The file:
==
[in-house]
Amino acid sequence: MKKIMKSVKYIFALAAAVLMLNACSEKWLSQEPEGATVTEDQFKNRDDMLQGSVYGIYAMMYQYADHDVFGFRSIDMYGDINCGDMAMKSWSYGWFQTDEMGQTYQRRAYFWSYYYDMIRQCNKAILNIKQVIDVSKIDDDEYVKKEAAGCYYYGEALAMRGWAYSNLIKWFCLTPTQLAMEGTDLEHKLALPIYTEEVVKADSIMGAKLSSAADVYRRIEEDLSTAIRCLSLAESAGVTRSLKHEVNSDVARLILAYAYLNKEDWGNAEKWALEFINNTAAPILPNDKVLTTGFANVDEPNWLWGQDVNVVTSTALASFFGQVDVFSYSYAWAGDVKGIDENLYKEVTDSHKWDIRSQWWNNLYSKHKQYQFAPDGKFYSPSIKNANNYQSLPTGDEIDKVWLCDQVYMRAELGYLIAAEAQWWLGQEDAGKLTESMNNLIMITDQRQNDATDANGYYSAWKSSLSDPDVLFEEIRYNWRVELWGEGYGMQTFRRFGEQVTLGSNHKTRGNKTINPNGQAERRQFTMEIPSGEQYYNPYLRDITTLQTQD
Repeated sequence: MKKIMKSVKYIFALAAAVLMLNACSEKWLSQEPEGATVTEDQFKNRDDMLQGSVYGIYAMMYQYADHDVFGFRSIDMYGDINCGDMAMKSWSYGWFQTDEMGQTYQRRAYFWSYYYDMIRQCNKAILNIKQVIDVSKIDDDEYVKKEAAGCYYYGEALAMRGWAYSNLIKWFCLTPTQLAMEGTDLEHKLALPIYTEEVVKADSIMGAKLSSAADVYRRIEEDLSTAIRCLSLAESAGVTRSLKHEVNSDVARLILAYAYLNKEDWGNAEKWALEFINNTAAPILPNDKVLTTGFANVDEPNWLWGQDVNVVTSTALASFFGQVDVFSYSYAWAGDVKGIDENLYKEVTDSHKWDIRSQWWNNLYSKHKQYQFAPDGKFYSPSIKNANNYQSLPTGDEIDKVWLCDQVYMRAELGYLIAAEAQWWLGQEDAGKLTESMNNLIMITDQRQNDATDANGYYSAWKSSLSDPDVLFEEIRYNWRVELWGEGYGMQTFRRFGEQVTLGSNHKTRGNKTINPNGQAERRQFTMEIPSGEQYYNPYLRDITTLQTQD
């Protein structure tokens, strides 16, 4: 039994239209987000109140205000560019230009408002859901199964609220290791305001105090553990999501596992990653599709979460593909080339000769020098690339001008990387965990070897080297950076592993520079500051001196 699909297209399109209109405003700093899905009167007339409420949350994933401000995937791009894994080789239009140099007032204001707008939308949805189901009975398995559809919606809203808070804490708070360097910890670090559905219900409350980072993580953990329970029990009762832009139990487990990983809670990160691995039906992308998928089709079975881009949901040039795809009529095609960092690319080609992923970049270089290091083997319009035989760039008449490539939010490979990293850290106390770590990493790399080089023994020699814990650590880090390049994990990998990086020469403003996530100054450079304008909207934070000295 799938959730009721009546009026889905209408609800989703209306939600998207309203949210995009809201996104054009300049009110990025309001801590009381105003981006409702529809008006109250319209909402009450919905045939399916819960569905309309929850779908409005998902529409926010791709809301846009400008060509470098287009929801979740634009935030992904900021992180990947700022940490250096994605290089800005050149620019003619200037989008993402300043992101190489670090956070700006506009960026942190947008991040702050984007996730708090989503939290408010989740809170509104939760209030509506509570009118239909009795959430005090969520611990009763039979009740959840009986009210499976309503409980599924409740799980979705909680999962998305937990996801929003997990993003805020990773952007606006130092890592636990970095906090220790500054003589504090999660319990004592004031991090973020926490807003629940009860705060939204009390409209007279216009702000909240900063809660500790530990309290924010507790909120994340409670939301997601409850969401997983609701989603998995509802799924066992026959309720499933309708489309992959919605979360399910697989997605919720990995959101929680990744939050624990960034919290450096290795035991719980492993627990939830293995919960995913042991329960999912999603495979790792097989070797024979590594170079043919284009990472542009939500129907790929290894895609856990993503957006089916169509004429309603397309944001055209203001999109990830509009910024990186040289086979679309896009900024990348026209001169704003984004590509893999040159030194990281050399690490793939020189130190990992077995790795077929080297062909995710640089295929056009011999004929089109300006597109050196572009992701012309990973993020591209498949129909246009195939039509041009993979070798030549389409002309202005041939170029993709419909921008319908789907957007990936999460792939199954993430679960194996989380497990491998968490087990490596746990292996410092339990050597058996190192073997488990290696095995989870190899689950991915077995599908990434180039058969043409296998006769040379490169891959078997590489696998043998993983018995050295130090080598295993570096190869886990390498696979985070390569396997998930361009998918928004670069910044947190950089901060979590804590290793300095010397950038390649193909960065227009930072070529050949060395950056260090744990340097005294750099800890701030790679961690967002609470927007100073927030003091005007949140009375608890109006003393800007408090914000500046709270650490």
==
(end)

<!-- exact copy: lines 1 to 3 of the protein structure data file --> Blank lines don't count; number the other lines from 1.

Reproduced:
[in-house]
Amino acid sequence: MKKIMKSVKYIFALAAAVLMLNACSEKWLSQEPEGATVTEDQFKNRDDMLQGSVYGIYAMMYQYADHDVFGFRSIDMYGDINCGDMAMKSWSYGWFQTDEMGQTYQRRAYFWSYYYDMIRQCNKAILNIKQVIDVSKIDDDEYVKKEAAGCYYYGEALAMRGWAYSNLIKWFCLTPTQLAMEGTDLEHKLALPIYTEEVVKADSIMGAKLSSAADVYRRIEEDLSTAIRCLSLAESAGVTRSLKHEVNSDVARLILAYAYLNKEDWGNAEKWALEFINNTAAPILPNDKVLTTGFANVDEPNWLWGQDVNVVTSTALASFFGQVDVFSYSYAWAGDVKGIDENLYKEVTDSHKWDIRSQWWNNLYSKHKQYQFAPDGKFYSPSIKNANNYQSLPTGDEIDKVWLCDQVYMRAELGYLIAAEAQWWLGQEDAGKLTESMNNLIMITDQRQNDATDANGYYSAWKSSLSDPDVLFEEIRYNWRVELWGEGYGMQTFRRFGEQVTLGSNHKTRGNKTINPNGQAERRQFTMEIPSGEQYYNPYLRDITTLQTQD
Repeated sequence: MKKIMKSVKYIFALAAAVLMLNACSEKWLSQEPEGATVTEDQFKNRDDMLQGSVYGIYAMMYQYADHDVFGFRSIDMYGDINCGDMAMKSWSYGWFQTDEMGQTYQRRAYFWSYYYDMIRQCNKAILNIKQVIDVSKIDDDEYVKKEAAGCYYYGEALAMRGWAYSNLIKWFCLTPTQLAMEGTDLEHKLALPIYTEEVVKADSIMGAKLSSAADVYRRIEEDLSTAIRCLSLAESAGVTRSLKHEVNSDVARLILAYAYLNKEDWGNAEKWALEFINNTAAPILPNDKVLTTGFANVDEPNWLWGQDVNVVTSTALASFFGQVDVFSYSYAWAGDVKGIDENLYKEVTDSHKWDIRSQWWNNLYSKHKQYQFAPDGKFYSPSIKNANNYQSLPTGDEIDKVWLCDQVYMRAELGYLIAAEAQWWLGQEDAGKLTESMNNLIMITDQRQNDATDANGYYSAWKSSLSDPDVLFEEIRYNWRVELWGEGYGMQTFRRFGEQVTLGSNHKTRGNKTINPNGQAERRQFTMEIPSGEQYYNPYLRDITTLQTQD